I just find this all very discomforting.  My dad may have the genetic predisposition to getting Parkinson’s Disease, but all that he was exposed to as neurologists have said may very well have pulled the trigger for him.  If he has this gene, do I?

What are your thoughts?  Do any of you know of someone suffering from Parkinson’s?  Did they have any of these kinds of exposures during their lifetime?  I am curious.


Happy Birthday Dad

I recently signed up to participate in The Beautiful Woman BlogFest II    taking place later this month where we will talk about what we think beauty is and honoring beautiful women.  Today I am talking about what it is to be a man we can look up to.

My dad will be celebrating his 79th birthday this month.  My dad has always been the epitome of what a gentleman should be.  My dad is 6’4″ and in his younger days scared off many a boy suitor because of his commanding size and presence.  Yet to my sister and I he was the gentle giant.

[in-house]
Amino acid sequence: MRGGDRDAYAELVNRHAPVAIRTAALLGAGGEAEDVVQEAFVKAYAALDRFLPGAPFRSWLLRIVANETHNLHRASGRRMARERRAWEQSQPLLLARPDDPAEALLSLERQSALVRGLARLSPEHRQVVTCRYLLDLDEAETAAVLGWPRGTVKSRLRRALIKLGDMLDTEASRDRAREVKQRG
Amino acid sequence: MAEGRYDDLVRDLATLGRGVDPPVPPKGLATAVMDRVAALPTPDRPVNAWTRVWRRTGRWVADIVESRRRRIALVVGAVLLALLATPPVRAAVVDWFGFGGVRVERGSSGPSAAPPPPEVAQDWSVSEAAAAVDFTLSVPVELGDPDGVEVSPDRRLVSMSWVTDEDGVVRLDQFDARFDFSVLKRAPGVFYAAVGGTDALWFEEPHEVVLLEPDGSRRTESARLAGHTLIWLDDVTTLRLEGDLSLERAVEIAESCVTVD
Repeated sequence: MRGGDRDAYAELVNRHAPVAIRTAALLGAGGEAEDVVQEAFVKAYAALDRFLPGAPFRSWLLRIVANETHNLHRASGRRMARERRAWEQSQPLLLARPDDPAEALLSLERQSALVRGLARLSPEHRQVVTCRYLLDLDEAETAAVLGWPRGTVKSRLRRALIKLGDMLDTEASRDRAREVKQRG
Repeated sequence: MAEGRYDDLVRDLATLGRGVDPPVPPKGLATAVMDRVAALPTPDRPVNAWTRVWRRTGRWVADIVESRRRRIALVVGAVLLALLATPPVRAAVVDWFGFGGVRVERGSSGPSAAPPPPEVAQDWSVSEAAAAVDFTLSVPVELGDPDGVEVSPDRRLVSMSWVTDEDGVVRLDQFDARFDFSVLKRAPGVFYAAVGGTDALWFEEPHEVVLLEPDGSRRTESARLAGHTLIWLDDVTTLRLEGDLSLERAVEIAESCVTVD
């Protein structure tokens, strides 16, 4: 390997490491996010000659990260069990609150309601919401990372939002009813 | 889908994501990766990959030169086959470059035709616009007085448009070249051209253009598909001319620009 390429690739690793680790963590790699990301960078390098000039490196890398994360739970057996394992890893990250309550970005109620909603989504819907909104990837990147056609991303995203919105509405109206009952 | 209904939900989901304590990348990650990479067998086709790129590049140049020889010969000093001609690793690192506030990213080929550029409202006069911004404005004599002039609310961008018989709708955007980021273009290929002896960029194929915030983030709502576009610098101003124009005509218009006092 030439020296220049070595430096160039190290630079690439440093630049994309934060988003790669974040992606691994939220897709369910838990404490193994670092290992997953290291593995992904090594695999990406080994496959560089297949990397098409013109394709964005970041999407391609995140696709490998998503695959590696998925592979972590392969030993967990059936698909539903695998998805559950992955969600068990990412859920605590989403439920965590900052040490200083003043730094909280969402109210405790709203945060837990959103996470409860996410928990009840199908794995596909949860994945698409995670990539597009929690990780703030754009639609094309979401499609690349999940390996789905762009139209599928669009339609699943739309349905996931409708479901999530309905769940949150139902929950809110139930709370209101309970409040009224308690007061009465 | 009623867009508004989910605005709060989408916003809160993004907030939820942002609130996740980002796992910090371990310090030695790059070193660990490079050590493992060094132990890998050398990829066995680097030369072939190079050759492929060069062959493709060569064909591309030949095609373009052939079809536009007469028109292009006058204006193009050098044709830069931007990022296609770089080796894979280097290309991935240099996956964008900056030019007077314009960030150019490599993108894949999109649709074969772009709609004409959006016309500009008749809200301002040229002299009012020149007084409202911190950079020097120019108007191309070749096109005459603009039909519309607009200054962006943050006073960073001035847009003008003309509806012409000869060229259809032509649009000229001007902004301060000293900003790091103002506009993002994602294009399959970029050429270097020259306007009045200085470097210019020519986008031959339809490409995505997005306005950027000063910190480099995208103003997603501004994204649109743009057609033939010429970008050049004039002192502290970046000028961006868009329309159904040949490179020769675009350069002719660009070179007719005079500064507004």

My dad worked hard all his life to support first my mother and then my sister and I as well.  He helped build the runway at a local military air base.  He worked for years as an auto mechanic and then a welder.  It was at this last job at the age of 42 my dad became disabled.  He injured his back which led to damage to the nerve in one leg leaving him with numbness.  It was hard as a young woman to see my strong (known as vice grips to his friends because of his ability to undo just about anything with the strength of his hands alone) father become incapacitated at such a young age.  My father took it in stride and did the best he could within his limitations.